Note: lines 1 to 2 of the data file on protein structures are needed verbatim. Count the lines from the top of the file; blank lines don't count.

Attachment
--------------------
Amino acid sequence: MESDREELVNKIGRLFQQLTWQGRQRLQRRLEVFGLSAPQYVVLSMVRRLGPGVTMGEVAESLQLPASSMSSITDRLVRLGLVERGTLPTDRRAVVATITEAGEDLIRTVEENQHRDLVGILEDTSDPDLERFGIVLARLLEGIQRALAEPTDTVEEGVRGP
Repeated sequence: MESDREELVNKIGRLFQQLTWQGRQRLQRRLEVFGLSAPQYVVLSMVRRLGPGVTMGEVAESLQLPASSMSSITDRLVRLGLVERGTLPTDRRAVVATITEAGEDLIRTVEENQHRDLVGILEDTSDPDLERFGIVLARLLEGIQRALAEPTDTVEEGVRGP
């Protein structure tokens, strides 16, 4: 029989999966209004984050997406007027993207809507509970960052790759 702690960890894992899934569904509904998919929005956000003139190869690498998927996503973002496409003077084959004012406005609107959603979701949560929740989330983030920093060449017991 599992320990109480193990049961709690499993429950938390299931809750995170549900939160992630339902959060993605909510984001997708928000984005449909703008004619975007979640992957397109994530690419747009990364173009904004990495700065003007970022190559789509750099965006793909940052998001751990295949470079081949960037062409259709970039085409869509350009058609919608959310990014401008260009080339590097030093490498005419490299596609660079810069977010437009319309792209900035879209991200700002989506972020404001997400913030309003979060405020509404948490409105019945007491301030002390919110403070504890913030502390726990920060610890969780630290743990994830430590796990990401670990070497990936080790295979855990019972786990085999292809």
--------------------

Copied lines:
Amino acid sequence: MESDREELVNKIGRLFQQLTWQGRQRLQRRLEVFGLSAPQYVVLSMVRRLGPGVTMGEVAESLQLPASSMSSITDRLVRLGLVERGTLPTDRRAVVATITEAGEDLIRTVEENQHRDLVGILEDTSDPDLERFGIVLARLLEGIQRALAEPTDTVEEGVRGP
Repeated sequence: MESDREELVNKIGRLFQQLTWQGRQRLQRRLEVFGLSAPQYVVLSMVRRLGPGVTMGEVAESLQLPASSMSSITDRLVRLGLVERGTLPTDRRAVVATITEAGEDLIRTVEENQHRDLVGILEDTSDPDLERFGIVLARLLEGIQRALAEPTDTVEEGVRGP